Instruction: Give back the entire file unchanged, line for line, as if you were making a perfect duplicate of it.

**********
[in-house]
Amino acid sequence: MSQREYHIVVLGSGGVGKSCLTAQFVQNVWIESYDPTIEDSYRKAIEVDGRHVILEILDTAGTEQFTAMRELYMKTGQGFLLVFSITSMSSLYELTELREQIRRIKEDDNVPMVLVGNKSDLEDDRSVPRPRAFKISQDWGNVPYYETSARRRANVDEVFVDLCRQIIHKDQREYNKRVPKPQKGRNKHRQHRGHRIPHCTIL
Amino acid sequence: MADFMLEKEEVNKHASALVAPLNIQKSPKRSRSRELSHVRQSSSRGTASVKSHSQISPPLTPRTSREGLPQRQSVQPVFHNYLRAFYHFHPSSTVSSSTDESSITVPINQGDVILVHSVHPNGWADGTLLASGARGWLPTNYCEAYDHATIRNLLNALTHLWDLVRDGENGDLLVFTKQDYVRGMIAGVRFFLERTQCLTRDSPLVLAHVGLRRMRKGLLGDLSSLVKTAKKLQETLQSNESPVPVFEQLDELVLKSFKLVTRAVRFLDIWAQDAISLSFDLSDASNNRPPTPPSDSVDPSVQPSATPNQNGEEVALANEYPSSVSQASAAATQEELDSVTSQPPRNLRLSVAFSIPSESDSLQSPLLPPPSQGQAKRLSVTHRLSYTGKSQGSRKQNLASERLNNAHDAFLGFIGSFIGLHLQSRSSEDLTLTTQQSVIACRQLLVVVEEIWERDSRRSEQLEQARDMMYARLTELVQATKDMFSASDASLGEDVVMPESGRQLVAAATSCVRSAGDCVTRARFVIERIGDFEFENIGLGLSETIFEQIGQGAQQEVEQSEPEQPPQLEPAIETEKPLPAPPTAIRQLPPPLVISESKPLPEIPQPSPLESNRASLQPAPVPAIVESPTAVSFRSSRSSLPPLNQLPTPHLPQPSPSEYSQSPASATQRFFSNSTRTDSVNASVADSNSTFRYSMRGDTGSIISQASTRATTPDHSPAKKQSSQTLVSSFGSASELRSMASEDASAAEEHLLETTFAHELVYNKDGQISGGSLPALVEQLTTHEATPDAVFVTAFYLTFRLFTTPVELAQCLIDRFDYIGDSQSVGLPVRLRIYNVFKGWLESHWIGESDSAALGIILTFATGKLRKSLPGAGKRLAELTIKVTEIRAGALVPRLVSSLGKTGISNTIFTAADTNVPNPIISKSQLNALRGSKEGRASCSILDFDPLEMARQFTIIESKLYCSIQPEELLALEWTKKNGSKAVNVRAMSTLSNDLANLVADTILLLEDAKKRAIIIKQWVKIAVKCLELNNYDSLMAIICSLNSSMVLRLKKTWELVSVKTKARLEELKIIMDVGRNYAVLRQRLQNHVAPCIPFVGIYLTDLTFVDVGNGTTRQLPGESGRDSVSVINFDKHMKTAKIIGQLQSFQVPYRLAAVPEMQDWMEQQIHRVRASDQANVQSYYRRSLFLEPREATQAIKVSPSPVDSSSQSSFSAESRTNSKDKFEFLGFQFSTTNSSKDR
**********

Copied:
[in-house]
Amino acid sequence: MSQREYHIVVLGSGGVGKSCLTAQFVQNVWIESYDPTIEDSYRKAIEVDGRHVILEILDTAGTEQFTAMRELYMKTGQGFLLVFSITSMSSLYELTELREQIRRIKEDDNVPMVLVGNKSDLEDDRSVPRPRAFKISQDWGNVPYYETSARRRANVDEVFVDLCRQIIHKDQREYNKRVPKPQKGRNKHRQHRGHRIPHCTIL
Amino acid sequence: MADFMLEKEEVNKHASALVAPLNIQKSPKRSRSRELSHVRQSSSRGTASVKSHSQISPPLTPRTSREGLPQRQSVQPVFHNYLRAFYHFHPSSTVSSSTDESSITVPINQGDVILVHSVHPNGWADGTLLASGARGWLPTNYCEAYDHATIRNLLNALTHLWDLVRDGENGDLLVFTKQDYVRGMIAGVRFFLERTQCLTRDSPLVLAHVGLRRMRKGLLGDLSSLVKTAKKLQETLQSNESPVPVFEQLDELVLKSFKLVTRAVRFLDIWAQDAISLSFDLSDASNNRPPTPPSDSVDPSVQPSATPNQNGEEVALANEYPSSVSQASAAATQEELDSVTSQPPRNLRLSVAFSIPSESDSLQSPLLPPPSQGQAKRLSVTHRLSYTGKSQGSRKQNLASERLNNAHDAFLGFIGSFIGLHLQSRSSEDLTLTTQQSVIACRQLLVVVEEIWERDSRRSEQLEQARDMMYARLTELVQATKDMFSASDASLGEDVVMPESGRQLVAAATSCVRSAGDCVTRARFVIERIGDFEFENIGLGLSETIFEQIGQGAQQEVEQSEPEQPPQLEPAIETEKPLPAPPTAIRQLPPPLVISESKPLPEIPQPSPLESNRASLQPAPVPAIVESPTAVSFRSSRSSLPPLNQLPTPHLPQPSPSEYSQSPASATQRFFSNSTRTDSVNASVADSNSTFRYSMRGDTGSIISQASTRATTPDHSPAKKQSSQTLVSSFGSASELRSMASEDASAAEEHLLETTFAHELVYNKDGQISGGSLPALVEQLTTHEATPDAVFVTAFYLTFRLFTTPVELAQCLIDRFDYIGDSQSVGLPVRLRIYNVFKGWLESHWIGESDSAALGIILTFATGKLRKSLPGAGKRLAELTIKVTEIRAGALVPRLVSSLGKTGISNTIFTAADTNVPNPIISKSQLNALRGSKEGRASCSILDFDPLEMARQFTIIESKLYCSIQPEELLALEWTKKNGSKAVNVRAMSTLSNDLANLVADTILLLEDAKKRAIIIKQWVKIAVKCLELNNYDSLMAIICSLNSSMVLRLKKTWELVSVKTKARLEELKIIMDVGRNYAVLRQRLQNHVAPCIPFVGIYLTDLTFVDVGNGTTRQLPGESGRDSVSVINFDKHMKTAKIIGQLQSFQVPYRLAAVPEMQDWMEQQIHRVRASDQANVQSYYRRSLFLEPREATQAIKVSPSPVDSSSQSSFSAESRTNSKDKFEFLGFQFSTTNSSKDR